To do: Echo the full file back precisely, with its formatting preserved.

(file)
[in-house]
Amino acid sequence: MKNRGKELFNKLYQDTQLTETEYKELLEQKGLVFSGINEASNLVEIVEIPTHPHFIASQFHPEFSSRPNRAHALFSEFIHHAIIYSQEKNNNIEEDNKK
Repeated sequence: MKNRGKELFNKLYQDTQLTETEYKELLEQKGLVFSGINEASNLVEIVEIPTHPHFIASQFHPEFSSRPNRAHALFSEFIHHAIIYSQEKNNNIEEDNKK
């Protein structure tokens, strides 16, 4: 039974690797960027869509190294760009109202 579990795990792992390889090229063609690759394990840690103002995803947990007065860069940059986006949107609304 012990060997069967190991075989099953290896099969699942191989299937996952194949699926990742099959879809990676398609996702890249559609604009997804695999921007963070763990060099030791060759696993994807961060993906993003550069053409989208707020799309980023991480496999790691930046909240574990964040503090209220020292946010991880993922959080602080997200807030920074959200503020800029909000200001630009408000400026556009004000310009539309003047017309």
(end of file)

[in-house]
Amino acid sequence: MKNRGKELFNKLYQDTQLTETEYKELLEQKGLVFSGINEASNLVEIVEIPTHPHFIASQFHPEFSSRPNRAHALFSEFIHHAIIYSQEKNNNIEEDNKK
Repeated sequence: MKNRGKELFNKLYQDTQLTETEYKELLEQKGLVFSGINEASNLVEIVEIPTHPHFIASQFHPEFSSRPNRAHALFSEFIHHAIIYSQEKNNNIEEDNKK
């Protein structure tokens, strides 16, 4: 039974690797960027869509190294760009109202 579990795990792992390889090229063609690759394990840690103002995803947990007065860069940059986006949107609304 012990060997069967190991075989099953290896099969699942191989299937996952194949699926990742099959879809990676398609996702890249559609604009997804695999921007963070763990060099030791060759696993994807961060993906993003550069053409989208707020799309980023991480496999790691930046909240574990964040503090209220020292946010991880993922959080602080997200807030920074959200503020800029909000200001630009408000400026556009004000310009539309003047017309």